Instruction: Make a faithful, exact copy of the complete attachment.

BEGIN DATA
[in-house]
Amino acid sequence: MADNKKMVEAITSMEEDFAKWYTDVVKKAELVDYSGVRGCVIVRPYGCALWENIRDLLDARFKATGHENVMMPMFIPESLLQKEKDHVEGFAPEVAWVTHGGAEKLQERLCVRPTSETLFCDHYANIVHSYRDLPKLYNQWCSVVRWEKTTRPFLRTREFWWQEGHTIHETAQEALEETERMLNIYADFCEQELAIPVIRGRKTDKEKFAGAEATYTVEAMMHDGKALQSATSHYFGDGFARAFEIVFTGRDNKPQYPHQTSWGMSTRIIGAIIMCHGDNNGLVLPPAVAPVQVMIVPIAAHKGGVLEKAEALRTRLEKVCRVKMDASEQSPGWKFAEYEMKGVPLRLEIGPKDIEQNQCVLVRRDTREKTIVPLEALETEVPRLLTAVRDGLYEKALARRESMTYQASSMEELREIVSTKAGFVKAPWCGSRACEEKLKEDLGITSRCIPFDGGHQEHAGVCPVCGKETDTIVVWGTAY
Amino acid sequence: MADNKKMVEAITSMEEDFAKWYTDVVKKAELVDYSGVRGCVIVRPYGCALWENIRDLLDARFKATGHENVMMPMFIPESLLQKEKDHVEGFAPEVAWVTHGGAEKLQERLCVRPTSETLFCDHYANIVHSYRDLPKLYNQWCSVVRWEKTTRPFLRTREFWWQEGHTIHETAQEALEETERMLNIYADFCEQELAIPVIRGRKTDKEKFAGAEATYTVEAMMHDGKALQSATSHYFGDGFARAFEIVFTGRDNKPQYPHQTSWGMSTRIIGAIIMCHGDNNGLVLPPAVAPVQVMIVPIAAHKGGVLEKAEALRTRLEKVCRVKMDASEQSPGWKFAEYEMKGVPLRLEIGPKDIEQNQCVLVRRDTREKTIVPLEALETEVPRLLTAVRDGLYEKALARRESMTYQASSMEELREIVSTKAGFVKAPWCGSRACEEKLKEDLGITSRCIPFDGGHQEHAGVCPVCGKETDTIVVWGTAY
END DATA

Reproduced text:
[in-house]
Amino acid sequence: MADNKKMVEAITSMEEDFAKWYTDVVKKAELVDYSGVRGCVIVRPYGCALWENIRDLLDARFKATGHENVMMPMFIPESLLQKEKDHVEGFAPEVAWVTHGGAEKLQERLCVRPTSETLFCDHYANIVHSYRDLPKLYNQWCSVVRWEKTTRPFLRTREFWWQEGHTIHETAQEALEETERMLNIYADFCEQELAIPVIRGRKTDKEKFAGAEATYTVEAMMHDGKALQSATSHYFGDGFARAFEIVFTGRDNKPQYPHQTSWGMSTRIIGAIIMCHGDNNGLVLPPAVAPVQVMIVPIAAHKGGVLEKAEALRTRLEKVCRVKMDASEQSPGWKFAEYEMKGVPLRLEIGPKDIEQNQCVLVRRDTREKTIVPLEALETEVPRLLTAVRDGLYEKALARRESMTYQASSMEELREIVSTKAGFVKAPWCGSRACEEKLKEDLGITSRCIPFDGGHQEHAGVCPVCGKETDTIVVWGTAY
Amino acid sequence: MADNKKMVEAITSMEEDFAKWYTDVVKKAELVDYSGVRGCVIVRPYGCALWENIRDLLDARFKATGHENVMMPMFIPESLLQKEKDHVEGFAPEVAWVTHGGAEKLQERLCVRPTSETLFCDHYANIVHSYRDLPKLYNQWCSVVRWEKTTRPFLRTREFWWQEGHTIHETAQEALEETERMLNIYADFCEQELAIPVIRGRKTDKEKFAGAEATYTVEAMMHDGKALQSATSHYFGDGFARAFEIVFTGRDNKPQYPHQTSWGMSTRIIGAIIMCHGDNNGLVLPPAVAPVQVMIVPIAAHKGGVLEKAEALRTRLEKVCRVKMDASEQSPGWKFAEYEMKGVPLRLEIGPKDIEQNQCVLVRRDTREKTIVPLEALETEVPRLLTAVRDGLYEKALARRESMTYQASSMEELREIVSTKAGFVKAPWCGSRACEEKLKEDLGITSRCIPFDGGHQEHAGVCPVCGKETDTIVVWGTAY